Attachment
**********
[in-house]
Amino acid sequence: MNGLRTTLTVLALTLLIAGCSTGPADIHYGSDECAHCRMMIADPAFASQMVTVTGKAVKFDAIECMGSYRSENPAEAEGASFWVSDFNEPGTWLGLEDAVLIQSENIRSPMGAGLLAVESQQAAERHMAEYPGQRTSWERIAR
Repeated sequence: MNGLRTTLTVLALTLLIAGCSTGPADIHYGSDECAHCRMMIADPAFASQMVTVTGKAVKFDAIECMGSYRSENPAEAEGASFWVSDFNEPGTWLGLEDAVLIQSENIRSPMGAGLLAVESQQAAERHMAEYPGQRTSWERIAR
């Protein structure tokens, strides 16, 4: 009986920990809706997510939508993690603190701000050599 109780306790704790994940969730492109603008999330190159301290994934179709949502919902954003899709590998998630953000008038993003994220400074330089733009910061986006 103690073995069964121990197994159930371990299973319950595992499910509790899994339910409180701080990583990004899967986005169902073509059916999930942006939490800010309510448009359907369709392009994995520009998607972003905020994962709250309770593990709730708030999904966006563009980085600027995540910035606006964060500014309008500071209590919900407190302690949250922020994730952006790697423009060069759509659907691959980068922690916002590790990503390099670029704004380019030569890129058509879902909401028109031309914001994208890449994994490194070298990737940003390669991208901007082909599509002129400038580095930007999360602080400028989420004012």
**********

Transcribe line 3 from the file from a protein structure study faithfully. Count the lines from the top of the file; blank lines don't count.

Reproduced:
Repeated sequence: MNGLRTTLTVLALTLLIAGCSTGPADIHYGSDECAHCRMMIADPAFASQMVTVTGKAVKFDAIECMGSYRSENPAEAEGASFWVSDFNEPGTWLGLEDAVLIQSENIRSPMGAGLLAVESQQAAERHMAEYPGQRTSWERIAR